On Thursday, Saeed Khosty, spokesman for the Taliban regime's Interior Ministry, told the media that IS-K (Islamic State Khorasan Province) was "not as much of a threat" in Afghanistan as reports suggest.
Khosty, instead, tried to shift focus to the Taliban's claims that they have "driven out" IS-K fighters from the east of Kabul, reportedly a stronghold of the terrorist group. Khostry said that "Talking about ISIS threats in Afghanistan is like propaganda for ISIS. This is making people confused, but the level and skills of the ISIS-K threat are not at that high level."
He perhaps sounded very much like our politicians decades back who claimed "Bangla Bhai (A Jihadi terrorist later executed in 2007) was a creation of media" during the peak of the violence wrought by the JMB in Bangladesh in the early 2000s.
However, Khosty's denial didn't survive a day as IS-K, on the very next day during Friday prayers, carried out a suicide bomb attack on a mosque in Kunduz that killed at least 50 people.
This has been the deadliest IS assault ever since the US forces left Kabul. But this was not the only attack. Just a week ago, the IS-K attacked a mosque in Kabul and killed a couple of people. Along with the airport attack while US forces were leaving Kabul, the IS-K has claimed responsibility for the deaths of a couple of hundreds of people under Taliban watch in Afghanistan.
Why then does the Taliban deny the true extent of the IS-K's existence? Why this careful attempt to hide the ferocity of the presence of this terrorist group?
The answer lies in the exposure of the Taliban's vulnerability to a group that follows almost an identical method of disrupting power, as the Taliban did for the last 20 years.
The people of Afghanistan, despite the Taliban's authoritarian system, hoped for stability as the most disruptive force took charge of security. It works as a form of bartered support for the Taliban's unprecedented grip over all of Afghanistan. This bargaining chip of the Taliban with Afghan people risks falling flat with increasing IS-K clout.
Besides, the Taliban has more at stake to fear as many among its ranks are reportedly filled by IS-K members in secret. The IS-K is reportedly taking on the Taliban inside and out. This poses an enormous risk for the Taliban as the discipline and trust of its entire force may break down.
The Taliban had conducted thousands of suicide bombings in the name of religion although Muslim scholars around the world denounced them as prohibited in Islam. So, the Taliban at the helm doesn't have the religious ground to protest the IS-K's terrorist bombings. Despite ideological differences like the Taliban subscribing to a puritanical version of the Hanafi school of Sunni Islam and the IS being an austere version of the Wahhabi/Salafi branch of Sunni Islam, both Taliban and IS are on the same page on suicide attacks. Both are responsible for murdering thousands of innocent men and women in suicide bombings.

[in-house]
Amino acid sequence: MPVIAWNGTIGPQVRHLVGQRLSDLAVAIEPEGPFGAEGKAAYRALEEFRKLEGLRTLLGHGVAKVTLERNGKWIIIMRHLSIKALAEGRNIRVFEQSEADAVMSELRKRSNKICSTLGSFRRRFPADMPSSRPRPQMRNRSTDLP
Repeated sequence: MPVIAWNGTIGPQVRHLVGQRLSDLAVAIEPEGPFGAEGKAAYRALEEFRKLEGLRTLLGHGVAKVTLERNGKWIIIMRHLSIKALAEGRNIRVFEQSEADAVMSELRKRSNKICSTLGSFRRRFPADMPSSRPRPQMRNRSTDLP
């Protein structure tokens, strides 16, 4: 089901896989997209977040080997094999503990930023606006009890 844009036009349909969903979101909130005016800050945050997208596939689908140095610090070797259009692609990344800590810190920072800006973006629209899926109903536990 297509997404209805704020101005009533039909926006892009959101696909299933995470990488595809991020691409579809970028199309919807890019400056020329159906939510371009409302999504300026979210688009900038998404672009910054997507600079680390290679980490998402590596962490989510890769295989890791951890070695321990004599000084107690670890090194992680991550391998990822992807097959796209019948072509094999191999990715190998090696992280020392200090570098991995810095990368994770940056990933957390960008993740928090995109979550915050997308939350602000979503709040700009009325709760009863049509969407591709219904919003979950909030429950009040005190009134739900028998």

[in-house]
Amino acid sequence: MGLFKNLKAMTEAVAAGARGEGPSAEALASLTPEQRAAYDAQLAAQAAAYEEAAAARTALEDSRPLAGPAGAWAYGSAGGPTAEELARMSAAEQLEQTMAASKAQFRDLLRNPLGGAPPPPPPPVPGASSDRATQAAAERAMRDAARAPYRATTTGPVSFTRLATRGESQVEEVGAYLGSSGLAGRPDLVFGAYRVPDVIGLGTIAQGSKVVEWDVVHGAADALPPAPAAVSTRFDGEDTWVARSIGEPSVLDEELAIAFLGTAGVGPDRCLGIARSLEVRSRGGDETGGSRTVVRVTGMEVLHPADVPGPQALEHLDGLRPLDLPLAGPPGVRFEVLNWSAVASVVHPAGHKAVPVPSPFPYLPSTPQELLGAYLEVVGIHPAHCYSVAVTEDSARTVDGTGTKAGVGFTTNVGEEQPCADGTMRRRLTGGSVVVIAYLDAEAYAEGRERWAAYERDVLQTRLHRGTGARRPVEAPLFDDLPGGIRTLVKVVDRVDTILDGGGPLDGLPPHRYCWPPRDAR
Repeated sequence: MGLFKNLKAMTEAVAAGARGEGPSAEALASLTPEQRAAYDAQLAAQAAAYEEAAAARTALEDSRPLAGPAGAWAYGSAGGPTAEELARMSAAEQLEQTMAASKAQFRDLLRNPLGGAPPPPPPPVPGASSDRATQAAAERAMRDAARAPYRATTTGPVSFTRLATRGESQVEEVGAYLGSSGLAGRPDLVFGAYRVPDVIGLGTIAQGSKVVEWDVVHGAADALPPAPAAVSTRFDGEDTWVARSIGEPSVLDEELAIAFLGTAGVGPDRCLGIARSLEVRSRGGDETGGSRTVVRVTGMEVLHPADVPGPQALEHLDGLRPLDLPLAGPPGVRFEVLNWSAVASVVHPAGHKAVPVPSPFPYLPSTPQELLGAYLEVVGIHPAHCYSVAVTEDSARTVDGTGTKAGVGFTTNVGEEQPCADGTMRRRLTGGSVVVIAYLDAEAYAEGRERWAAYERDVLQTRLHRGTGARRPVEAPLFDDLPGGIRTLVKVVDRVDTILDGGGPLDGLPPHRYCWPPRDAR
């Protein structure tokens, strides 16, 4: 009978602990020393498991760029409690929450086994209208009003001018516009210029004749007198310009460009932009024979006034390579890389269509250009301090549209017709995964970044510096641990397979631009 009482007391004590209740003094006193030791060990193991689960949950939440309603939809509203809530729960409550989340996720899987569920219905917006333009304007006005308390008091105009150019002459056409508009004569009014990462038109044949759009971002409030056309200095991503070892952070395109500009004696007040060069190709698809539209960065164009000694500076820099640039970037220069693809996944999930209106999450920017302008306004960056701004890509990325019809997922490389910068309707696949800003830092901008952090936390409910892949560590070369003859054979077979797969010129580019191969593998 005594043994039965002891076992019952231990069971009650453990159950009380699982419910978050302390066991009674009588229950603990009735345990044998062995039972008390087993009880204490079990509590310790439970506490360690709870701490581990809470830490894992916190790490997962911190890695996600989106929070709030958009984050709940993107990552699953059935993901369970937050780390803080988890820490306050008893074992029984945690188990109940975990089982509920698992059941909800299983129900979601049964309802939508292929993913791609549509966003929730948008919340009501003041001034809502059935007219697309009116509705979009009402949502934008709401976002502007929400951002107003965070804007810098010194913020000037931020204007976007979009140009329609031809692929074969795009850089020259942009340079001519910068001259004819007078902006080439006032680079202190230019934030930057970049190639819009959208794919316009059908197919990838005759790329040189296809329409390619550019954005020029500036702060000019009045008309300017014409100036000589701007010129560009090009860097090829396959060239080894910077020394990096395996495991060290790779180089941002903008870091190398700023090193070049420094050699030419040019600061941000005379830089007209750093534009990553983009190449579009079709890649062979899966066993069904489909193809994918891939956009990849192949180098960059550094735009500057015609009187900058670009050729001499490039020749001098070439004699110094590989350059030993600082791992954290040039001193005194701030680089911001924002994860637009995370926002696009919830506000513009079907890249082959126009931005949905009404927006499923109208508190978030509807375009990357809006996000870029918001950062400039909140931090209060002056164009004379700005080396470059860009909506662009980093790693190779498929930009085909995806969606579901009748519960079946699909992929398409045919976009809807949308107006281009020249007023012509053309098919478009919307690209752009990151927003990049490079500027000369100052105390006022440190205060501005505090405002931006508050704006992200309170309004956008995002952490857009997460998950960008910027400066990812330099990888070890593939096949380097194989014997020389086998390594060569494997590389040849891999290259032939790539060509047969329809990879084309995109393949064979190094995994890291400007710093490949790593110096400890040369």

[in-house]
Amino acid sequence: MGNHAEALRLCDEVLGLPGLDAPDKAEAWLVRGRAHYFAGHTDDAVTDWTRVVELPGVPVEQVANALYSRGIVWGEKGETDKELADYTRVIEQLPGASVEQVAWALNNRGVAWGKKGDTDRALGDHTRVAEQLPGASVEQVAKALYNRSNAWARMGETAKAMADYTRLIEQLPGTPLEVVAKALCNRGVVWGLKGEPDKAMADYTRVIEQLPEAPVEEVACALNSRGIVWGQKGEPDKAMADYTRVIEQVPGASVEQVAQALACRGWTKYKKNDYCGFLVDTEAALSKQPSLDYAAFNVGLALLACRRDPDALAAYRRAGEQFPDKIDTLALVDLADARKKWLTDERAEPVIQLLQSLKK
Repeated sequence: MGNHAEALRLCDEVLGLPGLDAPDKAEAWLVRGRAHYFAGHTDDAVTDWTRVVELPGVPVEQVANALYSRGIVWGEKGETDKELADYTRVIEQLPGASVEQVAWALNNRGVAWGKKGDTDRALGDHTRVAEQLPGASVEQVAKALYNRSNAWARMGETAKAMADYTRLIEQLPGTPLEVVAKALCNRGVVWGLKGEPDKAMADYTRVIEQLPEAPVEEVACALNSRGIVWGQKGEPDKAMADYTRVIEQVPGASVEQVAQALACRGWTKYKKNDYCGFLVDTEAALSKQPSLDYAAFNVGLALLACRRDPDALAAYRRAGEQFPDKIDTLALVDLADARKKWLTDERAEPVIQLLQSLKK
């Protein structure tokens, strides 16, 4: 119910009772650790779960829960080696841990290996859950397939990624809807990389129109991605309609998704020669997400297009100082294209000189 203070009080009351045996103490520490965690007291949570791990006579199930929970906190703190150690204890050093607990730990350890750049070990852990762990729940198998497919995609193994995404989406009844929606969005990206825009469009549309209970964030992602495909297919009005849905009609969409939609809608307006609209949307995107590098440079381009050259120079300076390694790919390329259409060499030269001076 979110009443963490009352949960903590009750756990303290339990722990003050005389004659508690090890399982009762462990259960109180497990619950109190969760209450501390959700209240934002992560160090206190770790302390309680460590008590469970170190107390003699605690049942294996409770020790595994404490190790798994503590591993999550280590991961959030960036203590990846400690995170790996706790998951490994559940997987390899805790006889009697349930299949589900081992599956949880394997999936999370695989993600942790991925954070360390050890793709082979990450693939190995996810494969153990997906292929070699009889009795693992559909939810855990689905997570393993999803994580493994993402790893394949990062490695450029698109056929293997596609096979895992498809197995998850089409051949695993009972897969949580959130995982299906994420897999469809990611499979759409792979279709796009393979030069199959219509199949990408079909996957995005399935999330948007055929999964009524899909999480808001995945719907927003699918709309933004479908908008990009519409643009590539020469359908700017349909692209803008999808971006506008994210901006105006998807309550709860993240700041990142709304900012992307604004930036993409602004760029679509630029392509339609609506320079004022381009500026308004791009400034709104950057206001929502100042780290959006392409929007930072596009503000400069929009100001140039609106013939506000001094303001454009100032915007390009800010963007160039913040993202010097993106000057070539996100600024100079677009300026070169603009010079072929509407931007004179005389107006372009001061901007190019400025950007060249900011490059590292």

And when it comes to asymmetric warfare, one that the Taliban fought for years, it is hard for a power to face off challenges as terrorists often have an abundance of time, and they always focus on causing maximum damage with limited resources.
To add to the Taliban's misery in their fight against the IS-K, they have failed to keep their promise to build an inclusive government in Afghanistan. They neither honoured their promise on women rights nor included other political entities in their interim government. Instead of inclusiveness, the group is reportedly infighting for greater share of power within its ranks.
Consequently, the Taliban risks losing support from sympathisers among the Afghan people. Also, with dissenting leaders and women not involved in the interim government, they do not have the necessary political support to face off such a difficult challenge. Moreover, since their own ranks are reportedly filled with the IS-K members, the group may witness chaos inside out.
Unless they truly change their behaviour, as they promised during the negotiations and the early days of the Kabul takeover, this will remain only the Taliban's fight, where its hardliners will continue to join terrorist groups like the Al Qaeda and the IS-K in pursuit of a stricter version of "sharia".
The only other option for the Taliban could be to appease its hardliners by adopting IS-style "sharia", which will also eventually deprive them of a stable government in absence of international support.
The Taliban has a long war ahead. There is no more Kabul-style blitzkrieg saving them. The polarisation of power they created instead of the inclusiveness they promised can only prolong the misery of the Afghan people as they become easy prey of terrorist groups like IS-K and Al Qaeda.